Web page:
"You're a 6-5 football team, and that's just not good enough."
You remember those words, don't you Irish fans?
That was a direct quote from Charlie Weis at his first press conference as the head coach at the University of Notre Dame.
After hitting rock bottom (again) Saturday, Weis' squad is 6-5 and looks as lost as any other college football program has been in the last decade.
Really, what else is there to say?
Just in the last three weeks, they've lost to a glorified High School team (Navy), a team coached by a former NFL castoff in Dave Wannstedt (Pitt), and now a team who has been playing at the FBS level for less than a decade and is very much considered a "basketball school."
Weis' career winning percentage leaves so much to be desired, and the 14 home losses he's suffered in five seasons can make your head spin.
Syracuse, Navy (twice), and UConn have walked confidently into South Bend huge underdogs and have delivered what would have been considered shocking upsets of the "mighty" Fighting Irish.
Simply put, that cannot happen.
Bob Davie was 24-7 at home in his tenure as Notre Dame coach. Yes, that Bob Davie.
Where do you go from here? You really have to wonder when, if ever, the climb will begin for the Irish to get back to respectability.
A decided schematic advantage?
Everyone and their brother remembers this cocky phrase uttered by Chuck at his first press conference.
And, yes, for a while, you really did believe that Notre Dame had an advantage over their opponents strictly because of Charlie Weis' play-calling.
The upset of then-No. 3 Michigan, the USC "Bush Push" game, and even the Fiesta Bowl game vs. Ohio State showcased Weis' ability to out-scheme, out-coach, and out-plan his opponents.
The problem, of course, is that two of those three games resulted in losses (USC, Ohio St).
Talk all you want about decided advantages on your coaching staff, but actions speak louder than words. And the Irish have not been acting like a team with a "decided schematic advantage."
Irish nose tackle and upperclassman Ian Williams agrees. He addressed the media after the loss to Navy, saying, in general, that his team was out-coached by Navy. He indicated that the Navy team was more prepared than his Irish team.
When your own players throw you under the bus like that, there's something seriously wrong.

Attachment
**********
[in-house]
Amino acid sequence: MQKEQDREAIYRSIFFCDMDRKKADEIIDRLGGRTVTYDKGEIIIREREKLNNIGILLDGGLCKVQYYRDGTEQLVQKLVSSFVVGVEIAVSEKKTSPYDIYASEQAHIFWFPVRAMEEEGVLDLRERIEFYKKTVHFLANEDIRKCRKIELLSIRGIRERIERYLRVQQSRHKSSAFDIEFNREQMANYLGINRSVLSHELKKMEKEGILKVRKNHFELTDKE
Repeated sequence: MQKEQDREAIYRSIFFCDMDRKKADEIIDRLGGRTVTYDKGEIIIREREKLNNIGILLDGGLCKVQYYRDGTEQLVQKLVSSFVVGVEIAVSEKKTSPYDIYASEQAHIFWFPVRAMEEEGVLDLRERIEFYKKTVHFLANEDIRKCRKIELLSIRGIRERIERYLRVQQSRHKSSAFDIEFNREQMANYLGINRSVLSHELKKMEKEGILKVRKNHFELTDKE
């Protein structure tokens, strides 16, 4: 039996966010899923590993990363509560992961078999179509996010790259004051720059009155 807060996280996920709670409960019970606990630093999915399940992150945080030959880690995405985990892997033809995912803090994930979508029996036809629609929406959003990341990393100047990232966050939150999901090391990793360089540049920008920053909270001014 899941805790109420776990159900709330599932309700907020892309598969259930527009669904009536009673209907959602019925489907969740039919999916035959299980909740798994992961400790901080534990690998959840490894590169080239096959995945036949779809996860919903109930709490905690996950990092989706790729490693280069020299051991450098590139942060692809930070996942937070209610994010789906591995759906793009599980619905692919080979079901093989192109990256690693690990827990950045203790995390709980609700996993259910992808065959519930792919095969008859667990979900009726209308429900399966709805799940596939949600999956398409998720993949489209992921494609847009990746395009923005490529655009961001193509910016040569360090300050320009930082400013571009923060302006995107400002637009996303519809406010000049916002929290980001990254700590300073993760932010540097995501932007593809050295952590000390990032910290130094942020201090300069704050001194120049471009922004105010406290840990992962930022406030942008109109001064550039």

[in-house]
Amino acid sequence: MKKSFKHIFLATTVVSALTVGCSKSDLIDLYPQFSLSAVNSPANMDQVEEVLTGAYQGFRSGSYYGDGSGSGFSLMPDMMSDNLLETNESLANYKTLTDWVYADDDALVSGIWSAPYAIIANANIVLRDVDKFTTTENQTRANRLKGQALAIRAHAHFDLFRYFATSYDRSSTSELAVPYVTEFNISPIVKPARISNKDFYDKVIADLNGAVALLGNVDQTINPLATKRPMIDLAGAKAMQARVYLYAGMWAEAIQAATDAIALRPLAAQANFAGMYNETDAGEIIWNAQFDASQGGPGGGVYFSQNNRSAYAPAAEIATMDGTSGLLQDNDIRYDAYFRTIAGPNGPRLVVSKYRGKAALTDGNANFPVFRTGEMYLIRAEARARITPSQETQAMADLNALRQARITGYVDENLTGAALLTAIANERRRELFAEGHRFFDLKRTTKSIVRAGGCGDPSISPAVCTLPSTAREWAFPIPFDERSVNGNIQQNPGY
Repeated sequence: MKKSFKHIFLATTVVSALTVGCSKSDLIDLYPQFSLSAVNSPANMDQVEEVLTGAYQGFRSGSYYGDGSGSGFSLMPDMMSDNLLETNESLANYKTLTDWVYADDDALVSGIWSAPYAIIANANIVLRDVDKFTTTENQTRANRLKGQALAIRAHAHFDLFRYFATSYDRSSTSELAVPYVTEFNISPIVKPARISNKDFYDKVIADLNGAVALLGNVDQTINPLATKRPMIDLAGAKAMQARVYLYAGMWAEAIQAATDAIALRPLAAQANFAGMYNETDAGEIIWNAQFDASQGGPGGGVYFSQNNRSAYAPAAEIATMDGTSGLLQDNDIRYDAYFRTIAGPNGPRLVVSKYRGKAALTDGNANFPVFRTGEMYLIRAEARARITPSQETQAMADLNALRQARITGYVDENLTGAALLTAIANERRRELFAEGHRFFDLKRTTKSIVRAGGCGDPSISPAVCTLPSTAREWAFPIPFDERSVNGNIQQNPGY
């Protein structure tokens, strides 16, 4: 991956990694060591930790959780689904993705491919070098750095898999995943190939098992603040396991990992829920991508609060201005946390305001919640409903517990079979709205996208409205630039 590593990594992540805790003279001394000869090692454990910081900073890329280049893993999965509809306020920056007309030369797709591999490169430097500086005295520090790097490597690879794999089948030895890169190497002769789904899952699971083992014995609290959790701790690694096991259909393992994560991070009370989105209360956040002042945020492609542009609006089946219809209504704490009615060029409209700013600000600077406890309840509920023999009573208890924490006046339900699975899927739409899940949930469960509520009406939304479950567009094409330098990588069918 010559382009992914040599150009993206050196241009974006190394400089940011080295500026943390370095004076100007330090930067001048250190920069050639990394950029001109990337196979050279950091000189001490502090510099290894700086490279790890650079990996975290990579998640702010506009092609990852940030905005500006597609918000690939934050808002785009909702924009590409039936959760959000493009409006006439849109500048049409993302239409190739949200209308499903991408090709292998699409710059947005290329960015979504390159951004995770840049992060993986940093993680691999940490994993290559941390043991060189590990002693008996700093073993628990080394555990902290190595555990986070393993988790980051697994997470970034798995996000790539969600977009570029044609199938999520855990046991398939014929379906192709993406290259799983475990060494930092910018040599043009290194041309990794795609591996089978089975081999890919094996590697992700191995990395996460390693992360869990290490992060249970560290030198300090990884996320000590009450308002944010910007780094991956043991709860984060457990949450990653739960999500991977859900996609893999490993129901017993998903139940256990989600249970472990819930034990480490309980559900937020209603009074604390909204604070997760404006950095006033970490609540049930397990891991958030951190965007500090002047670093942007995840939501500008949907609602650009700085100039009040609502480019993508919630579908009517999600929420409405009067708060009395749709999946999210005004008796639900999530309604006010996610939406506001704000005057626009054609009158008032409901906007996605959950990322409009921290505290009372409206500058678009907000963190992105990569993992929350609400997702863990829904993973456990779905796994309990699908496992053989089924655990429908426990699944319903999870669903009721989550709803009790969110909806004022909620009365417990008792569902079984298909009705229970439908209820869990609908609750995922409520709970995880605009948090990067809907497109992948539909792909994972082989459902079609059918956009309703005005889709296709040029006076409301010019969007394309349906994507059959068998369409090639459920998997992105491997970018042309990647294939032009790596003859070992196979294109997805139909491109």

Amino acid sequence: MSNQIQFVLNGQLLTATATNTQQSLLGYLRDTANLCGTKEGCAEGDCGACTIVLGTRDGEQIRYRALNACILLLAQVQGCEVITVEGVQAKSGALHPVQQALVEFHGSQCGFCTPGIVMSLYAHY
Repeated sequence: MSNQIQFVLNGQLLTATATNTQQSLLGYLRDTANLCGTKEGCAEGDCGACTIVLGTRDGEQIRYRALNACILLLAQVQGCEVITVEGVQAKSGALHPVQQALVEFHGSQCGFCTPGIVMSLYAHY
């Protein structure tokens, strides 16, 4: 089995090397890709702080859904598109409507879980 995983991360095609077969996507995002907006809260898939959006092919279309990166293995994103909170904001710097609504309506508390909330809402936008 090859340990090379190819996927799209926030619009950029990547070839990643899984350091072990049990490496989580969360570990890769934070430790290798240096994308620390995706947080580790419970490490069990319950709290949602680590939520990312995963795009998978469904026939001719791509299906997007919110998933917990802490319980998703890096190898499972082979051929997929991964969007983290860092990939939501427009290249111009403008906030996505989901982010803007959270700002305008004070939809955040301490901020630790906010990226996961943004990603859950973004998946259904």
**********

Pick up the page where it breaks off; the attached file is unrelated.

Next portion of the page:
Offensive fireworks, Defensive duds
His offense has, for the most part, delivered on his promises of lighting up the scoreboard and putting up gaudy numbers. He has coached two Heisman Trophy-caliber quarterbacks and several NFL-type receivers along with steady running backs.
Besides the disaster 3-9 season a few years back in which the offense was non- existent, Notre Dame has been able to score points.
But it's a two-way street, Charlie, and you have to play defense in college football. As the head coach, you have to take responsibility for your defense as well, even if you don't call their plays or run their schemes.
When looking at this Irish roster, you see virtually all offensive contributors as former four and five-star athletes coming out of high school. They were the cream of the crop.
Same story for the defense. But why haven't they produced like the offense?
One word. Coaching.
This Irish defense is the most athletic unit in Weis' tenure in South Bend...by far.
Instability in the defensive coaching staff and poor tackling, among other things, have doomed the Notre Dame defense.
What good is an offense that scores 30 points a game when you field a defense that gives up 31?
We just saw the latest example of a mishandled Notre Dame player. Let's reintroduce ourselves to Zach Frazer. The Notre Dame backup quarterback turned UConn starting quarterback ultimately gets the last laugh.
Notre Dame and Charlie Weis used to have a rule in place where a player was granted his transfer provided he didn't transfer to a school that would be on a future schedule for Notre Dame.
That rule has just backfired. But he's not the only mishandled player.
When you have an offense that features Jimmy Clausen, Golden Tate, and Michael Floyd (all of whom will be in the NFL in less than 24 months) you should be in the hunt for a BCS bowl, if not a national championship.